04 May 2011

ASTA, BTC Still Trying To Slip In Back Door Regulations to Protect Legacy GDSs and the Hidden Consumer Tax.

So despite being told point blank by the DoT that they do not want to regulate Ancillary Services by the GDS, ASTA and BTC persist in their efforts to regulate by the back door. Here is the letter they have sent out to the Travel Community entitled “Dear Managed Travel Professional”

Over the next couple of weeks there will be U.S. House and Senate meetings to reconcile competing FAA reauthorization bills. The American Society of Travel Agents and Business Travel Coalition have been working to have included in the final bill language that directs the U.S. DOT within 180 days to require airlines to disclose ancillary fee information (e.g., checked baggage charges) in the same electronic and transactable formats used to publish airfares themselves.
If you can lend your name to the letter below, please provide your approval at http://svy.mk/hCpwaM by the close of business on Friday, May 6.
We thank you in advance for your support in this matter.
Kind regards,
Paul Ruden, Esq., Senior Vice President Legal & Industry Affairs, American Society of Travel Agents, Inc.
Kevin Mitchell, Chairman, Business Travel Coalition
End Quote.

However lets consider the other things we know for sure. As BTC’s Chairman put out earlier, on April 21st they said “DOT has the unique ability to address this through rulemaking, and we are continuing to encourage that action.”

The day earlier on April 20th” in applauding the DoT new regulations on consumer protection the same author stated:

“According to BTC, the marketplace and state consumer protection laws cannot resolve this problem. As such, DOT is the last bastion of consumer protection and has existing authority to require full disclosure of fee data, as it has historically done by requiring that airline code sharing and change of gauge information be shared through the global distribution systems and on to TMCs and consumers. “
Yet despite having the formal amendment defeated in Congress. (Not content with a voice vote – Congress was forced into a tallied vote and the amendment STILL lost by a margin of 2:1)
The DoT was completely clear in its ruling. It stated:

“Full Disclosure of Additional Fees. Airlines will also have to prominently disclose all potential fees on their websites, including but not limited to fees for baggage, meals, canceling or changing reservations, or advanced or upgraded seating. In addition, airlines and ticket agents will be required to refer passengers both before and after purchase to up-to-date baggage fee information, and to include all government taxes and fees in every advertised price. Previously, government taxes and fees were not required to be included in the up-front fare quotation.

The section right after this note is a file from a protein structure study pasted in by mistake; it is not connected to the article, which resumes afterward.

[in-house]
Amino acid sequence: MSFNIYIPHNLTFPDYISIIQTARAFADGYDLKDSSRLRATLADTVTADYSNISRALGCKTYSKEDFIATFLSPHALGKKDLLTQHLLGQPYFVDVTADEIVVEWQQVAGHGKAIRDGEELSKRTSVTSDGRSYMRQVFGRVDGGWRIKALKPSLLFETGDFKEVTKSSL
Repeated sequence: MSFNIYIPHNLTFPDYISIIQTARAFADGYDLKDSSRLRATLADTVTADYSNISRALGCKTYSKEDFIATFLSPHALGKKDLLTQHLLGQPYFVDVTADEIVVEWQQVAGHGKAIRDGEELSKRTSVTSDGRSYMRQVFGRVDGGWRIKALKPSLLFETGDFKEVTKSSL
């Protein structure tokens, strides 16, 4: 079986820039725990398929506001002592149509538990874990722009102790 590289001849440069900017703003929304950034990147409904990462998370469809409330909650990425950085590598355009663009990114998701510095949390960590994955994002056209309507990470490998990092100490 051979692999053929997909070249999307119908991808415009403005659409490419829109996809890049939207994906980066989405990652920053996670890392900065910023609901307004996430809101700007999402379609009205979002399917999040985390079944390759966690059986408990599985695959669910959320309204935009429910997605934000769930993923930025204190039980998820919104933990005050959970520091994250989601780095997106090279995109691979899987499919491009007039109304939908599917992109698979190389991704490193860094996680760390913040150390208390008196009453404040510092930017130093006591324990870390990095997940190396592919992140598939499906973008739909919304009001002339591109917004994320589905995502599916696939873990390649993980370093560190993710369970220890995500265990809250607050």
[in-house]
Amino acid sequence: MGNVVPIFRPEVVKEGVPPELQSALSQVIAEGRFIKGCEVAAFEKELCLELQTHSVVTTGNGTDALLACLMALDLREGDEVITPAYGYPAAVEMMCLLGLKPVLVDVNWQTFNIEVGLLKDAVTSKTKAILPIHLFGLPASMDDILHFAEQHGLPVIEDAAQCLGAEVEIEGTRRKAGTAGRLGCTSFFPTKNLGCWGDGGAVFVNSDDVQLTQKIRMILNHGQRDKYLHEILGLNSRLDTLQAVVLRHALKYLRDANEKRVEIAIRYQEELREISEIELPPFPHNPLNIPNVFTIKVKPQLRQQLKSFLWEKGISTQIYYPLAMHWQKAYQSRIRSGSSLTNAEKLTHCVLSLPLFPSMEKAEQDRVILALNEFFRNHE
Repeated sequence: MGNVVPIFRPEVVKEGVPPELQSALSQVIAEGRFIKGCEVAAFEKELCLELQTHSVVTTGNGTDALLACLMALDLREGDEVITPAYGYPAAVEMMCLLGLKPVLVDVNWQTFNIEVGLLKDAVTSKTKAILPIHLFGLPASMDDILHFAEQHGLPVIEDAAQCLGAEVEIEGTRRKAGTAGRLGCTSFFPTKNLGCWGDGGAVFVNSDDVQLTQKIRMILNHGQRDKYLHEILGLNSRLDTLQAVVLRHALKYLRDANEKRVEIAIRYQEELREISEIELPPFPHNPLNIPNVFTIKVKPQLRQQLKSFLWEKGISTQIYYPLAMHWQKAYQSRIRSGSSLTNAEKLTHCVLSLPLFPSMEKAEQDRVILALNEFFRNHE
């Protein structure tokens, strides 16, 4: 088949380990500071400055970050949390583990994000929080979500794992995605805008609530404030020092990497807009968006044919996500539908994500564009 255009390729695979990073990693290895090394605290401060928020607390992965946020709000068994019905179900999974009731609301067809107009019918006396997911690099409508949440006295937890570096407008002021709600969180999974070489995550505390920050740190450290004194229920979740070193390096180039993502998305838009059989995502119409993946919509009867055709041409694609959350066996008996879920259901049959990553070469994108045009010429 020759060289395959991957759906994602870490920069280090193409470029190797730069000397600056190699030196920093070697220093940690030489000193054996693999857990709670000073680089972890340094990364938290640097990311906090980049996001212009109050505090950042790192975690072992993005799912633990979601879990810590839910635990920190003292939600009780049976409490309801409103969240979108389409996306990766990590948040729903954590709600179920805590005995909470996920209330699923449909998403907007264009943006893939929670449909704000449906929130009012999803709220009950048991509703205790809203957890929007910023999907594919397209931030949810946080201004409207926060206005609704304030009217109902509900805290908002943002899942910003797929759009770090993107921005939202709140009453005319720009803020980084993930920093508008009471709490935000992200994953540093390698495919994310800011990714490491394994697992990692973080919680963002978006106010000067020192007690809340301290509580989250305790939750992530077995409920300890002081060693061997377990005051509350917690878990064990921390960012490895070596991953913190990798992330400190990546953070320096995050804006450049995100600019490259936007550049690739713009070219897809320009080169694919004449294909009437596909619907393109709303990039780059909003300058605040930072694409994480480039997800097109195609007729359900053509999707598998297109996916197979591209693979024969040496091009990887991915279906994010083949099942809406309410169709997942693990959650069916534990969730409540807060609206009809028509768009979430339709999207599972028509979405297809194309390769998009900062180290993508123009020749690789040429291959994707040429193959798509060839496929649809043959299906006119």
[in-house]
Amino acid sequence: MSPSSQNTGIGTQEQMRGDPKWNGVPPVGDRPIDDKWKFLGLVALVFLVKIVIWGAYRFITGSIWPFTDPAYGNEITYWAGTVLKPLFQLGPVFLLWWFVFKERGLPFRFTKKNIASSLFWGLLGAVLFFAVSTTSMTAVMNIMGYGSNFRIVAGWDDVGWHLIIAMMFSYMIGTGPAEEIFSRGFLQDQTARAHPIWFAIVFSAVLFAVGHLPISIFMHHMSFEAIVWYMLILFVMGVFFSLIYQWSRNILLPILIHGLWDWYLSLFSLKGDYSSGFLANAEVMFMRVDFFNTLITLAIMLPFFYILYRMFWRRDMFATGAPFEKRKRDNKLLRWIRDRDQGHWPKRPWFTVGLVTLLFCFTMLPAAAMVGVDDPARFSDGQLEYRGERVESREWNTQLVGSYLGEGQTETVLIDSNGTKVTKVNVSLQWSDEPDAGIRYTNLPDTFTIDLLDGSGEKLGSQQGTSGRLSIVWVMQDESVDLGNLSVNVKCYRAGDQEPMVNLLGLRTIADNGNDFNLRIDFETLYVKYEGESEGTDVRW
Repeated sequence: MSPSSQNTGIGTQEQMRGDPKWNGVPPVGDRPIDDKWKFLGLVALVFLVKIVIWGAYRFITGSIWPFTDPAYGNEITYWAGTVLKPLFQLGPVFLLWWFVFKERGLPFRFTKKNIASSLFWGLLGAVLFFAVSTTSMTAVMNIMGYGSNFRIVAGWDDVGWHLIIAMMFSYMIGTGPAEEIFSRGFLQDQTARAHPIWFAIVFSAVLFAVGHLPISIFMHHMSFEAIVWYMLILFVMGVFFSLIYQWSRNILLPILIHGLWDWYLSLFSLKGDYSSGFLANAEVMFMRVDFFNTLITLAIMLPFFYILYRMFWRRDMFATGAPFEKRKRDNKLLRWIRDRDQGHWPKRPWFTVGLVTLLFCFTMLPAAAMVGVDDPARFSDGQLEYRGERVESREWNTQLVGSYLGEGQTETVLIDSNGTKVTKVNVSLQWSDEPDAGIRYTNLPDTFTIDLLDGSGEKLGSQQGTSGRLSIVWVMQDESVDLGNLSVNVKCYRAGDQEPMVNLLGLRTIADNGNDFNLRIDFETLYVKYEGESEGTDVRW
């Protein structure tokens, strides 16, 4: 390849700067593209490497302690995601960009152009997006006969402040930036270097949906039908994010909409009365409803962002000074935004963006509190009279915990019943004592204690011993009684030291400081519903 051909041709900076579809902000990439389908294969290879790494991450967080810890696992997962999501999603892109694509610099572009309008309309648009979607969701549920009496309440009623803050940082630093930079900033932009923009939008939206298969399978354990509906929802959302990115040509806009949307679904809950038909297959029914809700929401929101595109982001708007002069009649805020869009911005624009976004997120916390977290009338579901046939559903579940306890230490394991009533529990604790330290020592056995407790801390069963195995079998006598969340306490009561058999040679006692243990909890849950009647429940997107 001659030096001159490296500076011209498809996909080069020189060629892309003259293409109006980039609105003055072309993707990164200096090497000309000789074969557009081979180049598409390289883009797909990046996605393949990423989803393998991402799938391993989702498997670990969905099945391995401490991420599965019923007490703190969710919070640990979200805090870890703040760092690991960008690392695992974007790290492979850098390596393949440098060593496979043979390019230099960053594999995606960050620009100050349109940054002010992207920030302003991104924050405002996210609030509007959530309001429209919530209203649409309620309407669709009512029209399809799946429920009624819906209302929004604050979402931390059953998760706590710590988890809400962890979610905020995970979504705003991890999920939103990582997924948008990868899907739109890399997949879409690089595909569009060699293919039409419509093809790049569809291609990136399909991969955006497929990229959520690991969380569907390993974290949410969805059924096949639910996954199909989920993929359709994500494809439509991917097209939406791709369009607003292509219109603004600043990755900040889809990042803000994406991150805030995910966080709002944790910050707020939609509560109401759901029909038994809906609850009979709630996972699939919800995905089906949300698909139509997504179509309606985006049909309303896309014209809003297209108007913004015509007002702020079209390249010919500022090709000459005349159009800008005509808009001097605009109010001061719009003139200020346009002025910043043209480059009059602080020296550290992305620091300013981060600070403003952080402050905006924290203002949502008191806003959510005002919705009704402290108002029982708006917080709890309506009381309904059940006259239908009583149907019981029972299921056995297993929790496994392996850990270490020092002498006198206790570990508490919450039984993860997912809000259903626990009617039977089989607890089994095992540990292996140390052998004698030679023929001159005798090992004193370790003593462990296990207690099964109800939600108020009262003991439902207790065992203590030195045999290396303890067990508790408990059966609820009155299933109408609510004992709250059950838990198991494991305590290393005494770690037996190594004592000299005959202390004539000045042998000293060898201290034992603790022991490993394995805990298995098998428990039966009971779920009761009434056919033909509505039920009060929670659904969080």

In addition, the rule announces that the Department will issue a supplemental notice of proposed rulemaking later this year that would require, among other things, that ancillary fees be displayed at all points of sale. “
Therefore any attempt to circumvent the due process of the DoT should be resisted at all costs.
So from hopefully a sane and rational position. Contact your Legislative representative and tell them NO BACK DOOR REGULATION ON TRAVEL DISTRIBUTION.

The DoT is right to have ruled that there should be disclosure of full information of airline fees and charges. Making that work is the responsibility of the respective parties. Forcing the airlines to disclose it exclusively via the GDS is a very bad precedent.

Ultimately what is so incongruous about this whole effort is that the GDSs are bankrolling a lobbying campaign to protect their broken business model and expensive hidden tax on the public. Last year that “tax” by Travelport alone exceeded $1.6 billion. (the amount that Travelport reported in Cost of Goods which consisted of cash funneled to its larger subscribers in kickbacks). As Travelport is the smallest of the 3 mega legacy GDSs that sum will be significantly increased when considering the other two.

While loudly denouncing the airlines as trying to change the model, these efforts are being bankrolled by the GDSs through Open Allies and other forms to force GDS as the exclusive non-Direct channel for Ancillary Services. Yet to make it even more – in my view comical – these same GDSs are quietly going behind the backs of the Travel Agencies and signing up Corporations directly to the GDSs. On terms more favourable than conventional agents get that tie the Corporation directly to the GDS. Thus disintermediating the Travel Agency.

Perhaps Mr Rudin and his fellow team at ASTA should be answering the charge of preventing the GDSs from undermining their members livelihoods rather than trying to ingratiate themselves with the GDSs. Mr Mitchell on the other hand makes it very clear where his loyalty lies.

I make no bones about the fact that I want to see a change in the overall compensation model for distribution. Let's try and bring in a rational approach to the issue.